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I rarely breast out doves, but when I do I typically make this recipe. It’s German jagerschnitzel, only done with dove breasts. And since chanterelles are popping in several parts of the country right now, it’s a great time to make this classic.
Posted in Fall Recipes, Featured, Northern European, Recipe, Wild Game | Tagged chanterelles, classic recipes, doves and pigeons, easy recipes, German and Scandinavian Recipes, mushrooms, Wild Game | Leave a response
Yep. Walnut ketchup. Ketchup used to be a lot more varied than just tomatoes. This is a classic British recipe made with young, green walnuts – black walnuts, here – results in a sauce that tastes astonishingly like A1 steak sauce. Give it a go!
Elderflower cordial — really a syrup — is a classic use for these incredibly aromatic flowers of spring. Use this to make homemade soda, add it to gin, or make it into a sorbet whenever you want to remember the first warm breezes of the year.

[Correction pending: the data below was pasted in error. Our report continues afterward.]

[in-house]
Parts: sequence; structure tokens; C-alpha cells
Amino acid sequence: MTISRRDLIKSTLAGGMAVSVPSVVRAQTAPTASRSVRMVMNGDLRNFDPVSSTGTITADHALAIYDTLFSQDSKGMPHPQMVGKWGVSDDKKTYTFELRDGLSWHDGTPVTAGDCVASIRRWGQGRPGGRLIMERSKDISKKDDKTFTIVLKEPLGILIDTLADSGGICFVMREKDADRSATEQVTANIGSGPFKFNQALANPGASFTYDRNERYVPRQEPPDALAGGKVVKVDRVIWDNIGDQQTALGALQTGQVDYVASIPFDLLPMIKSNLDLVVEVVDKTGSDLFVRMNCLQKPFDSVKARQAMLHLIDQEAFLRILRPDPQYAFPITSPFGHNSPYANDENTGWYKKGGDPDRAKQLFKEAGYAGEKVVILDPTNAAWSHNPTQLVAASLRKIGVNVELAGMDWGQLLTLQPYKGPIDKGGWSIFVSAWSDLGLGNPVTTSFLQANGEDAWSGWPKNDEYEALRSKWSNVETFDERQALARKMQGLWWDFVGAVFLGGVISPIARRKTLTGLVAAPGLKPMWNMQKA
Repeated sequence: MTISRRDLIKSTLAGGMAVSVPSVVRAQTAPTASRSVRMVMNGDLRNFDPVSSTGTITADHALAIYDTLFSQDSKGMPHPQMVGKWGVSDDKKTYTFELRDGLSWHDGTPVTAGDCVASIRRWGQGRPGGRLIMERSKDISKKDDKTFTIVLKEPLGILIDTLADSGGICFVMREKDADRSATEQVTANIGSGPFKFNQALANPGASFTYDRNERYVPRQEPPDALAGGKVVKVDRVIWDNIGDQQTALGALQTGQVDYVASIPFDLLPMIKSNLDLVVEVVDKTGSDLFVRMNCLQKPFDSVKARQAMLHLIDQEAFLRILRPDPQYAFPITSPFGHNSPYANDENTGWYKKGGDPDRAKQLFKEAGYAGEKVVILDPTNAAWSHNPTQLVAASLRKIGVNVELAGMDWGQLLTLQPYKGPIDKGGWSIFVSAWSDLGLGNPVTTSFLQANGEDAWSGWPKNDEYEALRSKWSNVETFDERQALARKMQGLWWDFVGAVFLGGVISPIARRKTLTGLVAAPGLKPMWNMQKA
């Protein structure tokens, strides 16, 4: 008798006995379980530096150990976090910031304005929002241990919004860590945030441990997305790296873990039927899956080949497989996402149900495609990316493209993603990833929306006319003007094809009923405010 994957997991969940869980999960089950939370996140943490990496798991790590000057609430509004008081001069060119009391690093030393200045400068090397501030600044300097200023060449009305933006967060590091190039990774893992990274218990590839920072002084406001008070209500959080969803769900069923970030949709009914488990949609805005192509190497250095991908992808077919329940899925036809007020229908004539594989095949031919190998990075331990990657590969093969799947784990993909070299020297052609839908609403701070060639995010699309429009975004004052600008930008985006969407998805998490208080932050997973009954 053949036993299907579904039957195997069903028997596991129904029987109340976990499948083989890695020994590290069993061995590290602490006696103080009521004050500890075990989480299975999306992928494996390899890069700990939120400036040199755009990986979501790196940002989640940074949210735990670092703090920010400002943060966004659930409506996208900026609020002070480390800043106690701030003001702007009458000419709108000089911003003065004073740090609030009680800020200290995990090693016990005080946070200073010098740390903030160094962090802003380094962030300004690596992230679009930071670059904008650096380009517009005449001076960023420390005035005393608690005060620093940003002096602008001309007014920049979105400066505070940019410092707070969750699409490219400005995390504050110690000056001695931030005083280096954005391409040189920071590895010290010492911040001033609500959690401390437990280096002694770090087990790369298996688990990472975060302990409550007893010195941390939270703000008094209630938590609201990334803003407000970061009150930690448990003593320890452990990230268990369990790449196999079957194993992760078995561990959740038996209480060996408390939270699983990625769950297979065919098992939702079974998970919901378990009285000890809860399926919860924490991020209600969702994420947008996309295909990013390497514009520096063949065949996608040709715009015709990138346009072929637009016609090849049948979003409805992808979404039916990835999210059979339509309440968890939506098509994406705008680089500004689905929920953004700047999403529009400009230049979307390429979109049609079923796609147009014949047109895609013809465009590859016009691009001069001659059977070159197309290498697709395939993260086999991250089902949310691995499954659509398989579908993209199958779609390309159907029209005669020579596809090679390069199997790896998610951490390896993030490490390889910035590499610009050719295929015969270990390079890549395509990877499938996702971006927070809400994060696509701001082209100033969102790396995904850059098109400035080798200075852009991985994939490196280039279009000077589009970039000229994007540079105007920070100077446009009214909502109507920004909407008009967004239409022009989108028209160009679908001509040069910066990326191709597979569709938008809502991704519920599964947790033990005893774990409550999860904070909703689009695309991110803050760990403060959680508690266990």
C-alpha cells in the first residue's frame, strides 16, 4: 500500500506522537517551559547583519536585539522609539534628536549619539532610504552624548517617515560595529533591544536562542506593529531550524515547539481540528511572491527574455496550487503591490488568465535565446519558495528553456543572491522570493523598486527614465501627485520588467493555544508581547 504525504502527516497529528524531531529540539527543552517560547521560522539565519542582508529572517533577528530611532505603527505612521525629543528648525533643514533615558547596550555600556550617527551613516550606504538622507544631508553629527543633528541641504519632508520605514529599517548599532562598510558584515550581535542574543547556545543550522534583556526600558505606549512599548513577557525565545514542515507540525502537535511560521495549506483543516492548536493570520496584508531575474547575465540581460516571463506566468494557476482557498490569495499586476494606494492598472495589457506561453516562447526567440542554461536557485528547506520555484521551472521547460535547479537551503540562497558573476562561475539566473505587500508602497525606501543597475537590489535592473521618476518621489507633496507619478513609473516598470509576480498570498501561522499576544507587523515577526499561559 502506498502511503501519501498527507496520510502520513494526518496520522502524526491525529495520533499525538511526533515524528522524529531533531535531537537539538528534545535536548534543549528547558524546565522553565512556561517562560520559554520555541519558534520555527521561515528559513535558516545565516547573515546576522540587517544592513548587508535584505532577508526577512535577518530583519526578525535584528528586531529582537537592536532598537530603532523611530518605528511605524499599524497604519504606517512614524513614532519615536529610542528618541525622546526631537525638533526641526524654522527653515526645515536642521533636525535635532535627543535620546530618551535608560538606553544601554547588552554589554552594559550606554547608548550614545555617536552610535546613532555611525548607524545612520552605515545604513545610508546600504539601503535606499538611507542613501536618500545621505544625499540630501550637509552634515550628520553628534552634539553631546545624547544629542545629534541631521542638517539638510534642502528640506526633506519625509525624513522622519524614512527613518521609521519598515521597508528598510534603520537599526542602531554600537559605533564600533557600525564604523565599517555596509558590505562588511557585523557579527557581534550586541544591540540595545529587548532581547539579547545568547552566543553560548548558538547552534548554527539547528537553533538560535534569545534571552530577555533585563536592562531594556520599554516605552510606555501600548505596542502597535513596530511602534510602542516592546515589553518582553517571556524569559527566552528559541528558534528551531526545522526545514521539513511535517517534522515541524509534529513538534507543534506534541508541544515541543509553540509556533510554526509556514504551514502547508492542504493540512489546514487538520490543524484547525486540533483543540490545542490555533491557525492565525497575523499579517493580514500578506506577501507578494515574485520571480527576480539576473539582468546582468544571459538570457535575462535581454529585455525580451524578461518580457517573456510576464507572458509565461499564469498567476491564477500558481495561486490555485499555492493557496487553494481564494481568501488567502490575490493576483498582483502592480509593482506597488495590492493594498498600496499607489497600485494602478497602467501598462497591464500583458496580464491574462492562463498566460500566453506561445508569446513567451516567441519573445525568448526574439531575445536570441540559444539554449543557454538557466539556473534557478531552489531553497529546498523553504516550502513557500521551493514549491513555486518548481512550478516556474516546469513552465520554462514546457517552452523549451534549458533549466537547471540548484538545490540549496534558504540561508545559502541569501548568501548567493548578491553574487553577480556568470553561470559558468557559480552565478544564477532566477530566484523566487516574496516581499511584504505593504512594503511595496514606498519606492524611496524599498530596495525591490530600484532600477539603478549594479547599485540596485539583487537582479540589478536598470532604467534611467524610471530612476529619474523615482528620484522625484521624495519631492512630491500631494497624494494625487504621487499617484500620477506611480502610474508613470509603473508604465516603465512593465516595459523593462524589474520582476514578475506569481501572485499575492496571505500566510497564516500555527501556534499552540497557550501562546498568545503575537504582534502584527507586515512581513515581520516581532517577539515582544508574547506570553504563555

I grew an awful lot of fennel over the winter. So much that I needed to find a use for it. I found one. Fennel sauerkraut. It may be my new favorite kraut.
Pike dumplings, or quenelles, to be exact, are an ancient preparation for the bony fish, but any fish will work here. These are light as air and are perfect floating in a clear broth – in this case, a wild mushroom broth.
Sitting in a backwater of the Sacramento-San Joaquin Delta, fruitlessly fishing for sturgeon, my friend and guide R.J. casually mentioned that he’d seen herring the last time he’d been fishing on the San Francisco Bay. Herring? Really? My heart jumped. Hesitantly, I asked if he would take me out fishing for them. Ninety-nine guides out of […]
Virtually all of the best soups in this world are somehow interactive — broth and goodies surrounded by an array of condiments you can pick and choose from. Vietnamese pho is a classic case. Why not take that idea, but use cold climate ingredients?
Venison steaks served with a fantastic wild rice pilaf. It’s an unusual pilaf, made when I decided to play a game of bouncing flavors, colors and textures off each other. Want to learn how to do this? Read on.